What if you were powerless to protect the person you cared about most?
When Ruby finds out that her partner has done the unforgivable, she has no option but to move out of their home. With nowhere else to go, a job house-sitting in Cambridge seems like the perfect solution.
But it’s soon clear the absent owner hurts everyone he gets close to, and Ruby’s faced with the fallout. As violent repercussions unfold, her instinct is to investigate: it’s a matter of self-preservation. And besides, she’s curious…
But Ruby’s new boss, Nate Bastable, has his eye on her and seems determined to put a stop to her sleuthing. Is he simply worried for the welfare of a member of staff, or is there something altogether more complicated – and potentially dangerous – at play?
I’m really quite excited today to be on the first day of the blog tour organised by Brook Cottage Books for A Stranger’s House by Clare Chase. Clare has been a great supporter of Being Anne, and I really did want to try her writing. I’m also thoroughly delighted that this one has been published by Choc Lit’s new imprint, Death By Choc Lit. I’m sure everyone already knows that they’re one of my favourite publishers, and it’s really lovely to see them diversifying a little with these new imprints: some of you will remember how much I enjoyed What Doesn’t Kill You by Laura E James (review here) that was published under another new imprint, Dark Choc Lit.
A Stranger’s House was published on 12th February for kindle, and is available through Amazon in the UK and US. My review follows below, along with a lovely giveaway, but first I’m thrilled to welcome author Clare Chase as my guest on Being Anne.
Hello Clare, and welcome to Being Anne – would you like to introduce yourself?
Hello Anne, and thanks so much for having me on your blog today – it’s lovely to be here!
I write women sleuth mysteries set in London and Cambridge. I fell in love with the capital as a student, when I lived in the rather cushy surroundings of Hampstead, in what was then a campus college of London University. (It’s currently being turned into posh flats …)
After graduating in English Literature, I moved to Cambridge and I’ve lived here ever since. I’m fascinated by the city’s contrasts and contradictions, which feed into my writing. Since arriving I’ve worked in diverse settings – from the 800-year-old University to one of the local prisons – and I’ve lived everywhere from the house of a Lord to a slug-infested flat. The terrace I now occupy, with my husband and teenage daughters, presents a good happy medium!
As well as writing, I love family time, art and architecture, cooking, and of course, reading other people’s books.
So, the second novel with A Stranger’s House – was it as difficult to write as second novels often are?
I was lucky, as I’d already written the first draft when Choc Lit offered me a contract for my debut, You Think You Know Me. Knowing I’d got the basics in place for a second book took the pressure off.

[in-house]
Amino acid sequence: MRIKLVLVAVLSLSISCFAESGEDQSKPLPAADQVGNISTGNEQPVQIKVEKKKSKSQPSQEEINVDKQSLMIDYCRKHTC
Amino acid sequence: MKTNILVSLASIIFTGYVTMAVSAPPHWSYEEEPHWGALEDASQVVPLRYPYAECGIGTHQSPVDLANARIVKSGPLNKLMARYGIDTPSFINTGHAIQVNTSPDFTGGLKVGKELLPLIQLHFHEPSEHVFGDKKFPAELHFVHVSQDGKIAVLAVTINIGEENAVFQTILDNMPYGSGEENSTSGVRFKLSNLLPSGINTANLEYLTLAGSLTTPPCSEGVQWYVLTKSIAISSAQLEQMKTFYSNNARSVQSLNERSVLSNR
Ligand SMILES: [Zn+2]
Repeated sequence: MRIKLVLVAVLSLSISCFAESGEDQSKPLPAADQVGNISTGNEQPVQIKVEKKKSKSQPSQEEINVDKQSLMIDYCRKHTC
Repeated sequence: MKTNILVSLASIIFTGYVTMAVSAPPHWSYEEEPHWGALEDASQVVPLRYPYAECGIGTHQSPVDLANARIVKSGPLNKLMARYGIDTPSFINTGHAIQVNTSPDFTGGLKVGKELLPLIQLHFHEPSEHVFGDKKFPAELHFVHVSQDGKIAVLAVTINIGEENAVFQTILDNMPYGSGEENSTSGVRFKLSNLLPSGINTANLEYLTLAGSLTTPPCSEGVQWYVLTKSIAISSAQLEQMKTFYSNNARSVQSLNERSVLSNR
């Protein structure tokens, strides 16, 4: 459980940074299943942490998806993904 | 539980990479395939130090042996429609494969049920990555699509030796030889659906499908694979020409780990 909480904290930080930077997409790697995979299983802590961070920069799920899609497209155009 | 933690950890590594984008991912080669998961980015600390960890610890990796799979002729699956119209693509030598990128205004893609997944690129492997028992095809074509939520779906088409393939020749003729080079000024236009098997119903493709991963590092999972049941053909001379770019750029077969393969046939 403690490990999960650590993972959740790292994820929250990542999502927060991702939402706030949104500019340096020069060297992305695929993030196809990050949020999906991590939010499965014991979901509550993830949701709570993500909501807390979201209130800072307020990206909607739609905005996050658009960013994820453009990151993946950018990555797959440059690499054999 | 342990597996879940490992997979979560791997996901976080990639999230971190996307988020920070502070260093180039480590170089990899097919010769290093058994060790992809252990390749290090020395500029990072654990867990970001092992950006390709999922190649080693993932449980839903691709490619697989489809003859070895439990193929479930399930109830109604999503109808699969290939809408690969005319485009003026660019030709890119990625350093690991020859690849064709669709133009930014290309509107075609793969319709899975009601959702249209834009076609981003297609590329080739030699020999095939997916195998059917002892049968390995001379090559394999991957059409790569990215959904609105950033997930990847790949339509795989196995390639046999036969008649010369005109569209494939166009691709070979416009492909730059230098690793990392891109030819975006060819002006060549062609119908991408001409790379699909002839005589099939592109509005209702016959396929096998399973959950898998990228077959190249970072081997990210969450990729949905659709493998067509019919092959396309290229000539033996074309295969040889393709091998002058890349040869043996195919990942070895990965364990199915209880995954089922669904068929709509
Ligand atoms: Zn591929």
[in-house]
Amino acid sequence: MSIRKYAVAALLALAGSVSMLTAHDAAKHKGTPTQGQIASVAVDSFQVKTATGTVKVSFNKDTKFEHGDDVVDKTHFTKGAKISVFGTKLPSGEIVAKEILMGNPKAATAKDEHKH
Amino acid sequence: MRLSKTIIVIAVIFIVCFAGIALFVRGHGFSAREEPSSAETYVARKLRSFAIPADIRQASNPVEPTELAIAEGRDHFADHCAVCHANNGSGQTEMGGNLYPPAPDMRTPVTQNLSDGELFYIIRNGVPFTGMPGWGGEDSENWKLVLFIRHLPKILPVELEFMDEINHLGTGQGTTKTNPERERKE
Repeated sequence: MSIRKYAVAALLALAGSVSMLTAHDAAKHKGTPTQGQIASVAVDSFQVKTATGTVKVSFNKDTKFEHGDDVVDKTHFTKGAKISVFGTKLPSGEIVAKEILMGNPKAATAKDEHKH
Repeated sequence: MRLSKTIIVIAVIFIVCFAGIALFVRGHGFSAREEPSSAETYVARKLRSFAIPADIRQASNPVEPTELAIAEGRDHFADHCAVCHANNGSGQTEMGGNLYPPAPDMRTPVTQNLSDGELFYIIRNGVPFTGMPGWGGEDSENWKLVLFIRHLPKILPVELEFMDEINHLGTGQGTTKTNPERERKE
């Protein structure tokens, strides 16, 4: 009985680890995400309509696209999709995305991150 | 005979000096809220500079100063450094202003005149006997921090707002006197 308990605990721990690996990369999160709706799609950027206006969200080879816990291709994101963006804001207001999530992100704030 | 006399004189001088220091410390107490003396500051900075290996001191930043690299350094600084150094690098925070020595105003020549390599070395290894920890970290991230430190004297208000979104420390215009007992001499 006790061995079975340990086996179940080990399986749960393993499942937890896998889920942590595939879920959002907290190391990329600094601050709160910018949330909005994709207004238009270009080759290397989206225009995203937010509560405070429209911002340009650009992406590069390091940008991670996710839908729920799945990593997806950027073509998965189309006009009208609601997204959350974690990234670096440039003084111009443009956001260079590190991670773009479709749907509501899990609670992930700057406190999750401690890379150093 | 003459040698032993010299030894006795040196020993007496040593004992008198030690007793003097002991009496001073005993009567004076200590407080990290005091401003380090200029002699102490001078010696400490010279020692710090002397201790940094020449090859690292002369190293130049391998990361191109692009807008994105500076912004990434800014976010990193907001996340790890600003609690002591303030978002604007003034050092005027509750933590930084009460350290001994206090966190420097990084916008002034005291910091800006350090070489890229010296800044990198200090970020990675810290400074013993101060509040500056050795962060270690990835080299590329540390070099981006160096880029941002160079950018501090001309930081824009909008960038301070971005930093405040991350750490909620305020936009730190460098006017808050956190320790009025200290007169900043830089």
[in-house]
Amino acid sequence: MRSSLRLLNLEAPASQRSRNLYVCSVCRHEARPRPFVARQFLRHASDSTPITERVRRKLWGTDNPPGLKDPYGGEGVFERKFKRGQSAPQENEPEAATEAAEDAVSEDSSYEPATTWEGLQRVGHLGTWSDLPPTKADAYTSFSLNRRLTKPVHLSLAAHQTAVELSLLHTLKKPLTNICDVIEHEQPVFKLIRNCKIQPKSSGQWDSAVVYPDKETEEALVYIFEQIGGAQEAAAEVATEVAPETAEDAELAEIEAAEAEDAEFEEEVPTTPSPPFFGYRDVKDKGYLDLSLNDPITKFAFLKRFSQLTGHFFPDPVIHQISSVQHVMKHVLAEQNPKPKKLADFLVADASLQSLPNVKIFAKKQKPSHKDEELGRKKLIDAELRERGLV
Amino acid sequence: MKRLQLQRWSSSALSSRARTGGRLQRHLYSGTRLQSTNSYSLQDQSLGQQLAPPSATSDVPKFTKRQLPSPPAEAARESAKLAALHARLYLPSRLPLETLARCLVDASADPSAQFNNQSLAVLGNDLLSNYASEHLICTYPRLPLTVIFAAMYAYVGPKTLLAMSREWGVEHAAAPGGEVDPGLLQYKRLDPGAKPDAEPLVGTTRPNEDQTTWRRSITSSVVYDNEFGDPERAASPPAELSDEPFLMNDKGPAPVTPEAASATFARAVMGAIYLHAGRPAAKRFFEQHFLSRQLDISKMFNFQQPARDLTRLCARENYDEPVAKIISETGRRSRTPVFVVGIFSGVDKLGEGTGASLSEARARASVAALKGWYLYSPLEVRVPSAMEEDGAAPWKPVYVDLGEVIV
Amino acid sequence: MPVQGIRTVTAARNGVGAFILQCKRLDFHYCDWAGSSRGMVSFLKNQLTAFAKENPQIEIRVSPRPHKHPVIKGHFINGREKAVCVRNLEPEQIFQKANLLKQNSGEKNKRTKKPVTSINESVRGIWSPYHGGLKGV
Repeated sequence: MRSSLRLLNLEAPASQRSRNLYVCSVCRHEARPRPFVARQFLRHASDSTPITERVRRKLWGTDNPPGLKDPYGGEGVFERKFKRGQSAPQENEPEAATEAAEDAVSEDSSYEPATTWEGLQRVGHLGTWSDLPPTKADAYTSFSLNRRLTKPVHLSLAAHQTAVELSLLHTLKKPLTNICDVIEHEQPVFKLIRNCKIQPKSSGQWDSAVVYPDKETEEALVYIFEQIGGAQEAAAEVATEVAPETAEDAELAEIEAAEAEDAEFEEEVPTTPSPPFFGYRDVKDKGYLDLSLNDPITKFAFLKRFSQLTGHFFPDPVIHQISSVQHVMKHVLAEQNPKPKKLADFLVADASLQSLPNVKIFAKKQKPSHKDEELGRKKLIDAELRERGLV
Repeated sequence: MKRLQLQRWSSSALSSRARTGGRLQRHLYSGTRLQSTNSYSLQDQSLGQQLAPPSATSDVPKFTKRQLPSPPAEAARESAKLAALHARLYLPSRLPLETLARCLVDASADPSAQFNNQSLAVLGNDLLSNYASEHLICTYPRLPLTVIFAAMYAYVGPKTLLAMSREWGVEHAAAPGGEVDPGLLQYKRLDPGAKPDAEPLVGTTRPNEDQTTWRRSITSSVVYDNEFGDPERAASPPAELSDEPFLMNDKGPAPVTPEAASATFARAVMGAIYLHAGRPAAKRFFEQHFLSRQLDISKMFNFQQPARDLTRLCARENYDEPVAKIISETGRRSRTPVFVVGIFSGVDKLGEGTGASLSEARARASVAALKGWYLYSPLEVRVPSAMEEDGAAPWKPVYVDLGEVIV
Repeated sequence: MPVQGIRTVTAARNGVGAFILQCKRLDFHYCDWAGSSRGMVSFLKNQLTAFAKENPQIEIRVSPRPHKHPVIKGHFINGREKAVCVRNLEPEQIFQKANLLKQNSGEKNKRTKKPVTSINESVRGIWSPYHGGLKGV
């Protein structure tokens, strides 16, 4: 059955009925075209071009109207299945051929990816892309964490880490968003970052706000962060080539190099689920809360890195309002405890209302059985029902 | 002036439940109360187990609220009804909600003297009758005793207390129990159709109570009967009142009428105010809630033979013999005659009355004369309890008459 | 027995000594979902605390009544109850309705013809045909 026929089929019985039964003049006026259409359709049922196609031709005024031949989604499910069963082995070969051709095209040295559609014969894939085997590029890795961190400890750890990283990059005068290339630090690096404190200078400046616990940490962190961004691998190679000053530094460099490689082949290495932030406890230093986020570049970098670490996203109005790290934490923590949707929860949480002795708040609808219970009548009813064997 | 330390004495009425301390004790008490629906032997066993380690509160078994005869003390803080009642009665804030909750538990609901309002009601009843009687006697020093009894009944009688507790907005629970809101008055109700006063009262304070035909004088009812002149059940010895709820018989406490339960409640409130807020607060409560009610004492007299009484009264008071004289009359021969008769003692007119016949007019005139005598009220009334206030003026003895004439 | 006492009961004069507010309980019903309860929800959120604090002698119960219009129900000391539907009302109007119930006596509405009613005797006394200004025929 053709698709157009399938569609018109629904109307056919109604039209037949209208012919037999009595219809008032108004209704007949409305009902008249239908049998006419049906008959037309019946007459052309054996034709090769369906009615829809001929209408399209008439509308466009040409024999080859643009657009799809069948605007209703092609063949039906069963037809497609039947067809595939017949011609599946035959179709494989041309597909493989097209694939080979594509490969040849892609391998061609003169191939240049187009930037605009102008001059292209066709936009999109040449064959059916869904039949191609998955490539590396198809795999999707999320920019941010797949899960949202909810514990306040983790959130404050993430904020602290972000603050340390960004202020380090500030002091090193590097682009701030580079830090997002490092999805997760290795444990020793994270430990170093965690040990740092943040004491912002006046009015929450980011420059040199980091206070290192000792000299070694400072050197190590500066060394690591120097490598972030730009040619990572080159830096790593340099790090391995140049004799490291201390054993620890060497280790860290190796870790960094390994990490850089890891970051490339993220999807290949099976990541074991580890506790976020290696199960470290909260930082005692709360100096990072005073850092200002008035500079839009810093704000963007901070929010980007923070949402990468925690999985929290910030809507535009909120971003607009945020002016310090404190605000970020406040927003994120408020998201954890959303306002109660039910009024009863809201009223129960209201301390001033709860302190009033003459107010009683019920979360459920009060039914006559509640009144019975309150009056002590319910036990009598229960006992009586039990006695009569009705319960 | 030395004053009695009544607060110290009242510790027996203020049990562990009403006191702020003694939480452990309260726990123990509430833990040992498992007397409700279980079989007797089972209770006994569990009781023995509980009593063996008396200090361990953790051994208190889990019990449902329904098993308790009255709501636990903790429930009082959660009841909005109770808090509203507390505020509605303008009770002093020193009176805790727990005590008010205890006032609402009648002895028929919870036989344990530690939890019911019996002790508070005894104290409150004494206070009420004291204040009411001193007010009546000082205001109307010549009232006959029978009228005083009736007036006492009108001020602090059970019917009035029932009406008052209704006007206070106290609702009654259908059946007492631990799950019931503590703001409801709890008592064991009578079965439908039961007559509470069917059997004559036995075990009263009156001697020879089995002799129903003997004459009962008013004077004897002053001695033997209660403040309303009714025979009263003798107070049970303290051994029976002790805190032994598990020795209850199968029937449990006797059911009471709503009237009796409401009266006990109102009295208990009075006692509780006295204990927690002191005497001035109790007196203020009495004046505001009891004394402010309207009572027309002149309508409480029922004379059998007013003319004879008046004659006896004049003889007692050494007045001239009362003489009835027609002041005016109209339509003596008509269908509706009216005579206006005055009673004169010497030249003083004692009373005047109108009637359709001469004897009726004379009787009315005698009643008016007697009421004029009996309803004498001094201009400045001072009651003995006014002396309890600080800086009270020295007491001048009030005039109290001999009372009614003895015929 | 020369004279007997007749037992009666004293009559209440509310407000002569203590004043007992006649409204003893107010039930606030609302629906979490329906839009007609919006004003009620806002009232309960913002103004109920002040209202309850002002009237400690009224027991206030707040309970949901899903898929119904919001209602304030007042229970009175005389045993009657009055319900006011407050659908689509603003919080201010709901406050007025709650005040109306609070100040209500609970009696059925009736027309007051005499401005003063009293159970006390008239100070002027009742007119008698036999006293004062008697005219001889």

All the same, before Choc Lit took me on I was effectively writing for myself – I could take as long as I liked, and no one cared but me. Now, there is that feeling that I need to keep the books coming regularly, to build on what I’ve started, and that notion might make me panic if I let it! However, each time I complete a novel, I develop more craft to fall back on, which helps. There are always sticky patches, but I’ve come to expect them, and take heart from the fact that I’ve managed to work through them in the past.
And where did the idea for the story come from?
The initial idea was sparked by wandering round unfamiliar houses during Cambridge Open Studios, which is a city-wide exhibition that takes place each July. Local artists use their homes to display their work to the public, but there’s so much more on view than the art! I found myself getting an unusual glimpse into other people’s lives. It made me think of all the clues you can pick up about a person simply by seeing their home environment. And then I got to thinking about how you’d feel if you found yourself living in the empty house of a stranger, and the clues you picked up set massive alarm bells ringing. That’s the situation, Ruby, my heroine finds herself in, at the start of the book.
I must admit I like a bit of mystery with my romance… which element do you enjoy writing most? Could you write a simple love story? Or a mystery without the romance?
I love both! I think I’d find it hard to write a novel with no mystery at all, as I’m addicted to armchair sleuthing myself. The first book I ever wrote was a rom com, but even that had some criminal activity thrown in – no murders though! And some kind of love interest always sneaks in when I’m writing too. I could see myself creating a series where a relationship develops much more slowly, but not one where there’s no relationship at all.
I think it’s a classic genre combination really, from books like Daphne du Maurier’s Jamaica Inn and Dorothy L Sayer’s Gaudy Night, to Lee Child’s Jack Reacher novels, which usually have a romantic subplot. I reckon Hollywood gets it right with films like Hitchcock’s Rear Window, one of my favourite sleuthing/romance mixes.
Why Cambridge? What makes it such a good setting for a book like this?
I do find it’s the perfect backdrop for crime fiction. I think it’s partly its size, and partly the types of people who end up living here. It’s a small city, and all its inequalities, contrasts and contradictions are therefore very concentrated. My own street, for example, is home at one end to an academic who’s regularly on TV, and to a squat at the other – and it’s not a long road. You get choirs singing madrigals by the river whilst drunks deal drugs on the commons.
Cambridge’s size means secrets travel fast, too. Lots of people are employed by the university in all sorts of capacities, and there are all kinds of connections you might not expect. Gossip exchanged at a college dinner might well be overheard by the casual waiting staff, for example, who are often drawn from the local sixth form colleges! This makes it sound insular, but in fact, it’s also a very international place. You get scholars and tourists visiting from all over the world. Finally, I find it a beautiful location to describe. It provides a striking backdrop for the ugliness of crime.